Welcome to the third installment of the Ekphrastic Writer’s column. As the author of the first comprehensive guidebook on multi-genre ekphrasis, The Ekphrastic Writer, I’ll be posting monthly musings, fielding your questions on ekphrasis (and beyond), and fostering a conversation on contemporary practices in visual-art-influenced creative writing.
Because I didn’t receive any letters in February, I’ll take this opportunity to share with you a profound lesson that I learned during International Women’s Day. Actually, “day” doesn’t describe it. On Club House (a new, audio-only social media app) I participated in a 72-hour Woman’s Day Summit. We had speakers from around the world share their business acumen and offer feedback on entrepreneurial pitches, for example. But, the most powerful moments were when individuals shared their personal stories with great specificity and heart. Here’s my question to you: When’s the last time you shared something personal through your ekphrastic writing? Let your eyes be that portal to your vision. As Helen Keller said, “The only thing worse than being blind is having sight but no vision.” In every literary work of fiction and poetry, there’s truth within the space of imagination. However, you cannot hide behind abstraction, this is why ekphrasis is so genius. For, you can find the personal within the specificity of what you see as you look at art. To echo Rainer Maria Rilke’s creative approach, I suggest that you allow yourself to become subordinate to the object d’art and trust that through that space of deep-looking, and with great heart, the stories that you’re meant to tell will erupt. Yes, art contains multitudes, but YOU are also an integral part of that equation.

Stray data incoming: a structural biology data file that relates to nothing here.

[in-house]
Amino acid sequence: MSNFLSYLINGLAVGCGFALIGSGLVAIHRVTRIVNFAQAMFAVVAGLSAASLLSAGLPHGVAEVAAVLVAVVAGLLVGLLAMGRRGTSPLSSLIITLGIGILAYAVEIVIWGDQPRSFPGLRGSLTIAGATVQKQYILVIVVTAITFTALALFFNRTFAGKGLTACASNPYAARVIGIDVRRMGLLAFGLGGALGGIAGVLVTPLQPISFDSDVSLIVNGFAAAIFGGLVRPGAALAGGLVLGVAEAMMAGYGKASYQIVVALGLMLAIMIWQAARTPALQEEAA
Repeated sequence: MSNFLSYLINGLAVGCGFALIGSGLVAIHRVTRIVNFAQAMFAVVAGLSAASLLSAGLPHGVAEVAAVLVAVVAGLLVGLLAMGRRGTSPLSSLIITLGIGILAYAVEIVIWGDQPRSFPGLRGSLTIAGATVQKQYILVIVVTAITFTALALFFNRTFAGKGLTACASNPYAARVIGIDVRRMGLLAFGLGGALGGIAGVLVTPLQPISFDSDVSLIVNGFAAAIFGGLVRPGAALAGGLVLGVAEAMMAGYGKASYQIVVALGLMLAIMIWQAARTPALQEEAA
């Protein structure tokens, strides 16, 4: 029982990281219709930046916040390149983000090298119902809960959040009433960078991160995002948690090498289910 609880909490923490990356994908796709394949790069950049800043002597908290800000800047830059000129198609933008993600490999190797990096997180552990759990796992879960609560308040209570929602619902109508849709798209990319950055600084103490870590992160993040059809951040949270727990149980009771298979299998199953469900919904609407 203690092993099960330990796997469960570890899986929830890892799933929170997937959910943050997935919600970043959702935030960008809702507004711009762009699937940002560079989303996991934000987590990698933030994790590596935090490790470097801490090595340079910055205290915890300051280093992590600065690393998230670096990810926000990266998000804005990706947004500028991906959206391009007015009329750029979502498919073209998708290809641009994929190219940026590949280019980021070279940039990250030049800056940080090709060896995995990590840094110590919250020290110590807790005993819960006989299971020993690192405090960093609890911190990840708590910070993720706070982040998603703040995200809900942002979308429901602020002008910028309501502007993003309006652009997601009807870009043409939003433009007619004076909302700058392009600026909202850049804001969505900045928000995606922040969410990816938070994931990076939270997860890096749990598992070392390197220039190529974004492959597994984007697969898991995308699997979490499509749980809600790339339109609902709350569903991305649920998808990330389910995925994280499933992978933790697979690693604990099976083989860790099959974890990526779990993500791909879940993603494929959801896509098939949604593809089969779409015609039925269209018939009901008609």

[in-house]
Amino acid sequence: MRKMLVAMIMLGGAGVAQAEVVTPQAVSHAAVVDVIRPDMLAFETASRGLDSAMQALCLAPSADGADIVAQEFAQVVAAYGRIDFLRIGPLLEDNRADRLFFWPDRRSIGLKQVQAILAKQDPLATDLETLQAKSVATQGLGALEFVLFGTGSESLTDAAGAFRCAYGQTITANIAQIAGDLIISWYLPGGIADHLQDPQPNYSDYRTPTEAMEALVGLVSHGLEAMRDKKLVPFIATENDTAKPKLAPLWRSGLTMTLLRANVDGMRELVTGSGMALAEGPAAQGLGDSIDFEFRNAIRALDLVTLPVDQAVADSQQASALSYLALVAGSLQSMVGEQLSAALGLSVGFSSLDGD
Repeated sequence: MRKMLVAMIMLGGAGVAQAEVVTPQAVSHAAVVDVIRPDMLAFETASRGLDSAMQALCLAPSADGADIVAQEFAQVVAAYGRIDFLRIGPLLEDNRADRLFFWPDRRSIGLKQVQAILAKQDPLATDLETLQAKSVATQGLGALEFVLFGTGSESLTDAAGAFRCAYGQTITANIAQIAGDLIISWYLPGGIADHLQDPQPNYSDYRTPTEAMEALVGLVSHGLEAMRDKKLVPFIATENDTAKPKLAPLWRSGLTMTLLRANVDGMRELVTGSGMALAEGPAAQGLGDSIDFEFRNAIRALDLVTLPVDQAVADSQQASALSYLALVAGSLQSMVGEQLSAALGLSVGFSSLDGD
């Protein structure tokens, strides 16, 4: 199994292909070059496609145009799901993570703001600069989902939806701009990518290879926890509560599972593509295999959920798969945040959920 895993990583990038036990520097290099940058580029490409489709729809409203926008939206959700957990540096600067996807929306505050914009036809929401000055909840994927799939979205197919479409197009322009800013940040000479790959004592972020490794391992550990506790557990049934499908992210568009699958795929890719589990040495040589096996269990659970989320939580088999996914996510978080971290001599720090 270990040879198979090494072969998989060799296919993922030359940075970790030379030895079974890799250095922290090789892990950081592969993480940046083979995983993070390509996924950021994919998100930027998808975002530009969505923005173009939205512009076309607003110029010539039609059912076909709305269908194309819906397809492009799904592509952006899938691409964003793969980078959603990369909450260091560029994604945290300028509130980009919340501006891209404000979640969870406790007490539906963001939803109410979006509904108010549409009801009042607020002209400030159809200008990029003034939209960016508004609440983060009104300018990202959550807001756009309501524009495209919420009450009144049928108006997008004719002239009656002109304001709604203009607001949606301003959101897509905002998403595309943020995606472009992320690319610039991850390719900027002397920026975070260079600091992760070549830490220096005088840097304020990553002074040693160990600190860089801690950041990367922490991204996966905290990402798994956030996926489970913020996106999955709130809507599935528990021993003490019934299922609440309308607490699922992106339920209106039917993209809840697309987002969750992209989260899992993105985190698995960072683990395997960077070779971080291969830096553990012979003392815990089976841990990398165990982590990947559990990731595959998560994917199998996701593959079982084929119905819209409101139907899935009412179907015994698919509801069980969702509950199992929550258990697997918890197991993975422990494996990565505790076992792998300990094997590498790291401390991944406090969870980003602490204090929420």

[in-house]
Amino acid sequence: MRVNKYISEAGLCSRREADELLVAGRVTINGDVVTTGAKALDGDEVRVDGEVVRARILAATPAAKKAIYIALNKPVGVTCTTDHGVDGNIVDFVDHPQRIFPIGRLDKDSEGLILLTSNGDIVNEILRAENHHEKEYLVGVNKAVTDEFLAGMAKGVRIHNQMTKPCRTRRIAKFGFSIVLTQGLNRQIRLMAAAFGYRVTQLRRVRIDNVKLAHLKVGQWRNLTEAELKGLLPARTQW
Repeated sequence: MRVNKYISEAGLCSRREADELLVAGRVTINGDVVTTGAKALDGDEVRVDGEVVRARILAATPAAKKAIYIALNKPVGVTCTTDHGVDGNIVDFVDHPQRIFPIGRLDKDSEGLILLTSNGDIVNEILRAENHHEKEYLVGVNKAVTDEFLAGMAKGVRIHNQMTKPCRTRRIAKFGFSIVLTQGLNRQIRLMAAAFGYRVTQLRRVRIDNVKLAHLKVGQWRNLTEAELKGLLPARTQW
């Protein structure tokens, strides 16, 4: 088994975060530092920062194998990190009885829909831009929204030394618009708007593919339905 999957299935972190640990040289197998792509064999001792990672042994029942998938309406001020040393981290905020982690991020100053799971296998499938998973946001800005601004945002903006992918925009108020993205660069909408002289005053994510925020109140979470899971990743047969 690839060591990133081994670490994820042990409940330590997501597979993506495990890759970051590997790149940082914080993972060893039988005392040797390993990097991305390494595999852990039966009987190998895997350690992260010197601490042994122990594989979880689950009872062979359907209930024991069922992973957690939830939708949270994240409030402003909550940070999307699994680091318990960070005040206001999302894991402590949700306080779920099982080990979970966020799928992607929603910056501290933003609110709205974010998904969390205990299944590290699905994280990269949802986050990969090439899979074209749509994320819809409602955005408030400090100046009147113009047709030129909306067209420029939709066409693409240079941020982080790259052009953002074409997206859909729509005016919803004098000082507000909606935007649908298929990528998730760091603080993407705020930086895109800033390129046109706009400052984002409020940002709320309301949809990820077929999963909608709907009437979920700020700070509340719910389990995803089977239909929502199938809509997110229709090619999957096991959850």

If you wish to join the conversation, send your letters to E.W. at ekphrasticwriter(at)gmail.com.
Ekphrastically Yours, E.W.
E.W. (Janée J. Baugher) is the author of The Ekphrastic Writer: Creating Art-Influence Poetry, Fiction and Nonfiction, as well as the ekphrastic poetry collections, The Body’s Physics and Coördinates of Yes. Recent work has appeared in Saturday Evening Post, Tin House, The Southern Review, The American Journal of Poetry, The Light Ekphrastic, and Nimrod. Her writing has been adapted for the stage and set to music at venues such as University of Cincinnati, Interlochen Center for the Arts, Dance Now! Ensemble in Florida, University of North Carolina-Pembroke, and Otterbein University, and she’s performed at the Library of Congress. Currently, she’s an assistant editor at Boulevard magazine and the 2021 poet-in-residence at Maryhill Museum of Art. www.JaneeBaugher.com
The Ekphrastic Review
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